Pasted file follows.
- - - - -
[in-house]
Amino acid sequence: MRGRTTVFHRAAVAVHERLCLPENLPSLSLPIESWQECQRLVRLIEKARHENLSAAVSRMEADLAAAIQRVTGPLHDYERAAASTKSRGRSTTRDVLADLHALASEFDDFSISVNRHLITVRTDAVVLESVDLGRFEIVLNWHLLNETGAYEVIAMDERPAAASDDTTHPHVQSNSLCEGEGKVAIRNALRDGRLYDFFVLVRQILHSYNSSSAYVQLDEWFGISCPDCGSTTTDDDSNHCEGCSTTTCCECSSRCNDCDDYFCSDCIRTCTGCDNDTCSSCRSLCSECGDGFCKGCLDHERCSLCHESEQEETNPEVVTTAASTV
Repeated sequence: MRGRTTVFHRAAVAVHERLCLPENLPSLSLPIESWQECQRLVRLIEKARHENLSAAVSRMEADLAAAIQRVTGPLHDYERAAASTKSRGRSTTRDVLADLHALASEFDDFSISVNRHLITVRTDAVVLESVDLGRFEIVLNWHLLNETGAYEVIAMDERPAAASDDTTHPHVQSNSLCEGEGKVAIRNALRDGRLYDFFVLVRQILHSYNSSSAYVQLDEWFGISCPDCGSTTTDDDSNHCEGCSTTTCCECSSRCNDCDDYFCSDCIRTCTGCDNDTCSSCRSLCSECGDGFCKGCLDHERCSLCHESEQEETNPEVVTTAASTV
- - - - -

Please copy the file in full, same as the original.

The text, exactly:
[in-house]
Amino acid sequence: MRGRTTVFHRAAVAVHERLCLPENLPSLSLPIESWQECQRLVRLIEKARHENLSAAVSRMEADLAAAIQRVTGPLHDYERAAASTKSRGRSTTRDVLADLHALASEFDDFSISVNRHLITVRTDAVVLESVDLGRFEIVLNWHLLNETGAYEVIAMDERPAAASDDTTHPHVQSNSLCEGEGKVAIRNALRDGRLYDFFVLVRQILHSYNSSSAYVQLDEWFGISCPDCGSTTTDDDSNHCEGCSTTTCCECSSRCNDCDDYFCSDCIRTCTGCDNDTCSSCRSLCSECGDGFCKGCLDHERCSLCHESEQEETNPEVVTTAASTV
Repeated sequence: MRGRTTVFHRAAVAVHERLCLPENLPSLSLPIESWQECQRLVRLIEKARHENLSAAVSRMEADLAAAIQRVTGPLHDYERAAASTKSRGRSTTRDVLADLHALASEFDDFSISVNRHLITVRTDAVVLESVDLGRFEIVLNWHLLNETGAYEVIAMDERPAAASDDTTHPHVQSNSLCEGEGKVAIRNALRDGRLYDFFVLVRQILHSYNSSSAYVQLDEWFGISCPDCGSTTTDDDSNHCEGCSTTTCCECSSRCNDCDDYFCSDCIRTCTGCDNDTCSSCRSLCSECGDGFCKGCLDHERCSLCHESEQEETNPEVVTTAASTV